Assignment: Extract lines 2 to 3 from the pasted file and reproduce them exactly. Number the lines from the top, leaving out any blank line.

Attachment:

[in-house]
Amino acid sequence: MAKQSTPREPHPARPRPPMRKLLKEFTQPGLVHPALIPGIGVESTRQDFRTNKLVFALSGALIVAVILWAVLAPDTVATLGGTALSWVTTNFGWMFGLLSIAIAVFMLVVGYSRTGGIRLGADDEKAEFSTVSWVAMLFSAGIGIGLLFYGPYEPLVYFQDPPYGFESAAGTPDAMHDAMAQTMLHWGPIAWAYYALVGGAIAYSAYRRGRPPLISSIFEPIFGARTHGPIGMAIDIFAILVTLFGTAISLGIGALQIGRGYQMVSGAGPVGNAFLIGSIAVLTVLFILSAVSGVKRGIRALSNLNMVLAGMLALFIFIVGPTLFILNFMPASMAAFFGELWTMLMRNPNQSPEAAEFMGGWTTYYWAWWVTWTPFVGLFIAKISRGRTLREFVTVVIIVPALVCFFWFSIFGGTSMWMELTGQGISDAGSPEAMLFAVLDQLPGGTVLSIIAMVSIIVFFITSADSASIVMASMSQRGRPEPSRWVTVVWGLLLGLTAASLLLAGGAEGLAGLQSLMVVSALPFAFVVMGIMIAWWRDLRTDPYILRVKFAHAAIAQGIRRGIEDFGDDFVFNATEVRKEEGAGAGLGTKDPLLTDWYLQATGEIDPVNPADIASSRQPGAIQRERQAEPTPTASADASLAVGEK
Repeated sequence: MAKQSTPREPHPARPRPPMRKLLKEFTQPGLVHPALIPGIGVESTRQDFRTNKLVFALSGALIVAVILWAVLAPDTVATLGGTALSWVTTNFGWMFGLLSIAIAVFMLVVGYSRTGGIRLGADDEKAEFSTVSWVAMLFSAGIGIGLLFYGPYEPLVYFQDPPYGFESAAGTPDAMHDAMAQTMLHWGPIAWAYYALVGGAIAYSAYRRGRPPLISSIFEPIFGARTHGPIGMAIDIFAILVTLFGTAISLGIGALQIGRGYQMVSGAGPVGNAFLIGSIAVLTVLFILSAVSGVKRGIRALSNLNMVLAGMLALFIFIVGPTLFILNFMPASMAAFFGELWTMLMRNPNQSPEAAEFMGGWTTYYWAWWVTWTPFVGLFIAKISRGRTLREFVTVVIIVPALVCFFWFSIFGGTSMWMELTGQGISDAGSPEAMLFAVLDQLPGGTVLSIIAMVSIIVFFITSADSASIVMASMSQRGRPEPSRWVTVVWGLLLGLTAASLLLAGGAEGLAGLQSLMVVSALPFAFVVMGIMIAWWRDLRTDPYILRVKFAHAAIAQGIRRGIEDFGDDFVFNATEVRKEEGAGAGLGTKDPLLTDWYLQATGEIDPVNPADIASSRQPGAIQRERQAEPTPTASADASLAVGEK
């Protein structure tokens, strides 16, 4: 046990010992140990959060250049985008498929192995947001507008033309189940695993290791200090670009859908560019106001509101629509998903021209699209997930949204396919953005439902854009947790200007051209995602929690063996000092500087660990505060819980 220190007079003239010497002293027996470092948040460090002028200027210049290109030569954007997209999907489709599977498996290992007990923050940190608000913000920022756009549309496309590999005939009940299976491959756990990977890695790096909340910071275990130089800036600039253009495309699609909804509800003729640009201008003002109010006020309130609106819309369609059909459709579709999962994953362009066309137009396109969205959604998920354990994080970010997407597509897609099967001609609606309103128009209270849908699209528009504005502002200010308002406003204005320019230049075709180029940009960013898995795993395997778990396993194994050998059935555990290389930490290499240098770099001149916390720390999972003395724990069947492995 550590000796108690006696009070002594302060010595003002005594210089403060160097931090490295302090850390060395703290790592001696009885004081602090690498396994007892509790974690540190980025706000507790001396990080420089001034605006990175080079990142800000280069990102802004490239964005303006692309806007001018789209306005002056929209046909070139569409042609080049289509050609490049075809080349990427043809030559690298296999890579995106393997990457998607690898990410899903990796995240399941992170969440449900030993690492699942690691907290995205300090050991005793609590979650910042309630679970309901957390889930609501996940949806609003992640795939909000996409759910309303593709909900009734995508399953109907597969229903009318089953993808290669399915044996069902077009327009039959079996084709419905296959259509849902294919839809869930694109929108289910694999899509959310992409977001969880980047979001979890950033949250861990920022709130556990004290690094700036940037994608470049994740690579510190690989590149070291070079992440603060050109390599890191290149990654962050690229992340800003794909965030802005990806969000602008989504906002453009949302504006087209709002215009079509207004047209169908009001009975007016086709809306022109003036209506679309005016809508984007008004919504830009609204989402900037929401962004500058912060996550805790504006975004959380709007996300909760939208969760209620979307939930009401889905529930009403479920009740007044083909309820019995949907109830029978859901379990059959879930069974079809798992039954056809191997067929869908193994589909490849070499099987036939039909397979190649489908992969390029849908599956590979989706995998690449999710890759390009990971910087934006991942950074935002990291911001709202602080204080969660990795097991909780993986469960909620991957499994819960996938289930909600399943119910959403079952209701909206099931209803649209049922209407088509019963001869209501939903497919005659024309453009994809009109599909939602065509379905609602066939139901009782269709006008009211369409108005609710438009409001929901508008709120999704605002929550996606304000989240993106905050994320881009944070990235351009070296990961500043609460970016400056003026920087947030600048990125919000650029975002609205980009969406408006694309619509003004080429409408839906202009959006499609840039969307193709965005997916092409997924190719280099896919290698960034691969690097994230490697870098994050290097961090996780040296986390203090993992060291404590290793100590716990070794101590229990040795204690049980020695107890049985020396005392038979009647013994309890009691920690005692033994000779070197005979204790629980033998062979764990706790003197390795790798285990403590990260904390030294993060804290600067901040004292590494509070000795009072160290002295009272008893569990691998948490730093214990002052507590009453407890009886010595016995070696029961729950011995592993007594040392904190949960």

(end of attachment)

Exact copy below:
Amino acid sequence: MAKQSTPREPHPARPRPPMRKLLKEFTQPGLVHPALIPGIGVESTRQDFRTNKLVFALSGALIVAVILWAVLAPDTVATLGGTALSWVTTNFGWMFGLLSIAIAVFMLVVGYSRTGGIRLGADDEKAEFSTVSWVAMLFSAGIGIGLLFYGPYEPLVYFQDPPYGFESAAGTPDAMHDAMAQTMLHWGPIAWAYYALVGGAIAYSAYRRGRPPLISSIFEPIFGARTHGPIGMAIDIFAILVTLFGTAISLGIGALQIGRGYQMVSGAGPVGNAFLIGSIAVLTVLFILSAVSGVKRGIRALSNLNMVLAGMLALFIFIVGPTLFILNFMPASMAAFFGELWTMLMRNPNQSPEAAEFMGGWTTYYWAWWVTWTPFVGLFIAKISRGRTLREFVTVVIIVPALVCFFWFSIFGGTSMWMELTGQGISDAGSPEAMLFAVLDQLPGGTVLSIIAMVSIIVFFITSADSASIVMASMSQRGRPEPSRWVTVVWGLLLGLTAASLLLAGGAEGLAGLQSLMVVSALPFAFVVMGIMIAWWRDLRTDPYILRVKFAHAAIAQGIRRGIEDFGDDFVFNATEVRKEEGAGAGLGTKDPLLTDWYLQATGEIDPVNPADIASSRQPGAIQRERQAEPTPTASADASLAVGEK
Repeated sequence: MAKQSTPREPHPARPRPPMRKLLKEFTQPGLVHPALIPGIGVESTRQDFRTNKLVFALSGALIVAVILWAVLAPDTVATLGGTALSWVTTNFGWMFGLLSIAIAVFMLVVGYSRTGGIRLGADDEKAEFSTVSWVAMLFSAGIGIGLLFYGPYEPLVYFQDPPYGFESAAGTPDAMHDAMAQTMLHWGPIAWAYYALVGGAIAYSAYRRGRPPLISSIFEPIFGARTHGPIGMAIDIFAILVTLFGTAISLGIGALQIGRGYQMVSGAGPVGNAFLIGSIAVLTVLFILSAVSGVKRGIRALSNLNMVLAGMLALFIFIVGPTLFILNFMPASMAAFFGELWTMLMRNPNQSPEAAEFMGGWTTYYWAWWVTWTPFVGLFIAKISRGRTLREFVTVVIIVPALVCFFWFSIFGGTSMWMELTGQGISDAGSPEAMLFAVLDQLPGGTVLSIIAMVSIIVFFITSADSASIVMASMSQRGRPEPSRWVTVVWGLLLGLTAASLLLAGGAEGLAGLQSLMVVSALPFAFVVMGIMIAWWRDLRTDPYILRVKFAHAAIAQGIRRGIEDFGDDFVFNATEVRKEEGAGAGLGTKDPLLTDWYLQATGEIDPVNPADIASSRQPGAIQRERQAEPTPTASADASLAVGEK